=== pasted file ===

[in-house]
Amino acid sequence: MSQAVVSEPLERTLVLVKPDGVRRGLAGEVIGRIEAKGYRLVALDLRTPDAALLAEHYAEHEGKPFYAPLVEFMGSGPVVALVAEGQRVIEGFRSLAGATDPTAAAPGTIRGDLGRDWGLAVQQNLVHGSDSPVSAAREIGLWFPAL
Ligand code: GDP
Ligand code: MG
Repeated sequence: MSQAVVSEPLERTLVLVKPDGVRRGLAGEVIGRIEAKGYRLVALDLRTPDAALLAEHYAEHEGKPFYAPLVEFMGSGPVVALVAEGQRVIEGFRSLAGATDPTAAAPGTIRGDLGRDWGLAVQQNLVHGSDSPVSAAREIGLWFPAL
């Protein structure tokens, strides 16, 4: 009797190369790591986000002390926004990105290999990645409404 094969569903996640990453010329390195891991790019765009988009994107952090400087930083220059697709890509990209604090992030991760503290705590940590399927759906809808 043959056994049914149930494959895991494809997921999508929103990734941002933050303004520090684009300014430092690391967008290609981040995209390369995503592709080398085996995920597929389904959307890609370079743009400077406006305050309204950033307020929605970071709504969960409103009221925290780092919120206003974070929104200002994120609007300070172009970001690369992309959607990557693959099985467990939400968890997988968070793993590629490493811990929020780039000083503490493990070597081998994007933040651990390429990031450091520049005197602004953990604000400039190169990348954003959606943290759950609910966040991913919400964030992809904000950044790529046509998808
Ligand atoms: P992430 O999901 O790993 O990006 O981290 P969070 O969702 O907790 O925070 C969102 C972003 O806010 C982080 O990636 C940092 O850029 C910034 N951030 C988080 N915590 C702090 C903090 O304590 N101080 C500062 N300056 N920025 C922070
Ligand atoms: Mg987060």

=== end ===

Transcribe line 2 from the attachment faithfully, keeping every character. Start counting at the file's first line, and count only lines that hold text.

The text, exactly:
Amino acid sequence: MSQAVVSEPLERTLVLVKPDGVRRGLAGEVIGRIEAKGYRLVALDLRTPDAALLAEHYAEHEGKPFYAPLVEFMGSGPVVALVAEGQRVIEGFRSLAGATDPTAAAPGTIRGDLGRDWGLAVQQNLVHGSDSPVSAAREIGLWFPAL